Ask a Pro — Diane Stibbard
– Coach, Personal Trainer, and Two-Time Canadian Duathlete of the Year
A: Now that Old Man Winter has sunk his teeth in, we have to take our rides indoors. I know, I can hear all the groans from here. But nevertheless you gotta do what you gotta do to maintain your fitness so you can return to the outdoor riding season in decent shape.
I’m asked all the time, “Should I ride my own trainer, or is it OK just to participate in spinning classes?” That is a very good question. One of the complaints I get from my cycling clients, and from fellow cyclists, is the boredom factor from riding inside. The main benefit of spinning classes is the motivation you get from the instructor and your fellow participants. Spin classes provide you with stimulation and variety you may not necessarily be able to get while riding on your trainer. Spin classes also allow cyclists who don’t have a lot of space at home for a trainer to be able to ride without constantly setting up their bike on a trainer every time they want to do a workout.
But what about cyclists who have a big basement or a spare room where they can leave their bikes set up on a trainer? Are there benefits to riding your own bike? The main advantage of using a trainer is that you become more comfortable riding your own bike. Most of you have had a proper bike fit. Your bike is ergonomically positioned so you aren’t putting stress on your knees, neck, wrists and shoulders. Only three adjustments can be made on spinning bikes: seat height, handlebar height and distance from seat to handlebars. Your own bike, when set up by a bike-fit specialist, accounts for many other measurements to ensure correct fit. That reduces injury and fatigue in the areas of the body mentioned above. Being on your own bike allows you a more customized and comfortable ride.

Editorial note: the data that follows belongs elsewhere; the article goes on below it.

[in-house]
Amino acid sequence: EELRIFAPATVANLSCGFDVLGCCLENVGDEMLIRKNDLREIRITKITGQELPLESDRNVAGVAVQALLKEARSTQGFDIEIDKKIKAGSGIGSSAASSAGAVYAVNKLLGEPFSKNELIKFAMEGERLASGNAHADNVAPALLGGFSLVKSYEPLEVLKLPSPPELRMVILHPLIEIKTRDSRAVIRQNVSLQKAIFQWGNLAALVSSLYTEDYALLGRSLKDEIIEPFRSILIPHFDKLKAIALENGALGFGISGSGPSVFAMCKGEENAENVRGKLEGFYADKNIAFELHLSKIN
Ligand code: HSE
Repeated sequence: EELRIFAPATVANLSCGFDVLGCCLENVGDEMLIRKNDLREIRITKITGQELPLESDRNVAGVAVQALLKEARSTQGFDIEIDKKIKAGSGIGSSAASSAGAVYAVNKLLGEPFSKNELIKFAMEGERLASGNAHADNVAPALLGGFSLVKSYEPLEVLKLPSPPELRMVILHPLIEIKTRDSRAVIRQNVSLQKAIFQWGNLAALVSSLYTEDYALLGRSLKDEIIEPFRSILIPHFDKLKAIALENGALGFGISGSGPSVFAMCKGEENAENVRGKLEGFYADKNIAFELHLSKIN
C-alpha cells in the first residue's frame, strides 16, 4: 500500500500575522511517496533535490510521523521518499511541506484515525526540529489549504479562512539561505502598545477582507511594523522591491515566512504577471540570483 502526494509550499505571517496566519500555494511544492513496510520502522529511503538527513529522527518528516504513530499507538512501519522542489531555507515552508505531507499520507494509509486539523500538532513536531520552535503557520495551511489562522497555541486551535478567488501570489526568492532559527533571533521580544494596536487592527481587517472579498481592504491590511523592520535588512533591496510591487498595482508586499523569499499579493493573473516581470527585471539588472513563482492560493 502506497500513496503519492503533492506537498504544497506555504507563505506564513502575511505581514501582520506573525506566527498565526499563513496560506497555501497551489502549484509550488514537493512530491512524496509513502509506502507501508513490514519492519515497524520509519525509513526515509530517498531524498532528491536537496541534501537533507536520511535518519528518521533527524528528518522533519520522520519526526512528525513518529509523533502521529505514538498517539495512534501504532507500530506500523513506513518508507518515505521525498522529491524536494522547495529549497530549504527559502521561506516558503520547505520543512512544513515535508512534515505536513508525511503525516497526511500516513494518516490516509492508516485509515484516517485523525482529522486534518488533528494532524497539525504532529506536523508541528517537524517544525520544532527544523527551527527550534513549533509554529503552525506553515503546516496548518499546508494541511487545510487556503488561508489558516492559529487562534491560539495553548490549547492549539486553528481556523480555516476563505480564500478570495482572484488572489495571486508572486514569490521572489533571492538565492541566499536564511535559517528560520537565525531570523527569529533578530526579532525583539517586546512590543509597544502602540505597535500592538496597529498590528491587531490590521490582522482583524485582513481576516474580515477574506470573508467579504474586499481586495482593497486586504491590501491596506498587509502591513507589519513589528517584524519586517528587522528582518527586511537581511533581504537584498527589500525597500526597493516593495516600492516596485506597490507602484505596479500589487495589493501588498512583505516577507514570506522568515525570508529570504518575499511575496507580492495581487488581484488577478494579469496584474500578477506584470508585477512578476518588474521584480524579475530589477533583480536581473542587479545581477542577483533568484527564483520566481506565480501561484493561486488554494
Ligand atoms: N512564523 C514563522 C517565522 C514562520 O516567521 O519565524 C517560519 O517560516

The second advantage to riding your own bike is that you can get a better workout. Spinning bikes operate on a large front fly-wheel that keeps the pedals going around. When you stop pedalling, the fly-wheel continues to turn, providing a coasting effect that you don’t get on your trainer. When you ride your bike on a trainer as soon as you stop pedalling, the bike stops, the power stops and the cadence stops. There’s no “coasting,” which makes the workout harder.
Both spinning and riding your own bike on the trainer have benefits. Here’s what I suggest:
1. If motivation is your main issue I suggest you participate in a spin class two out of three rides per week, and ride your own bike on the trainer once a week.
2. If motivation is not your issue, then ride your own bike two out of three rides per week, and do one spinning class a week for variety.
3. If you’re a cyclist who experiences knee and neck issues, then riding your own bike all the time is a better option.
4. And finally, if you’re interested in staying fit, having someone else motivate you, and do not have problems with your body from using the spinning bikes, then the spinning classes may be a better fit for your indoor riding season.
Whichever way you decide to ride, the key is to be consistent. And that will help you maintain your fitness and keep a healthy body weight throughout the winter riding season.
Diane provides training programs for recreational and competitive cyclists, duathletes and triathletes, including nutritional counseling and personal training. Does your company need a fitness consultant? Get in touch with Diane to discuss fitness seminars for corporations
Check out Diane’s e-programs: Keeping Fit in the Off-Season and Training For a Two-Day Charity Event For the Time-Starved Cyclist.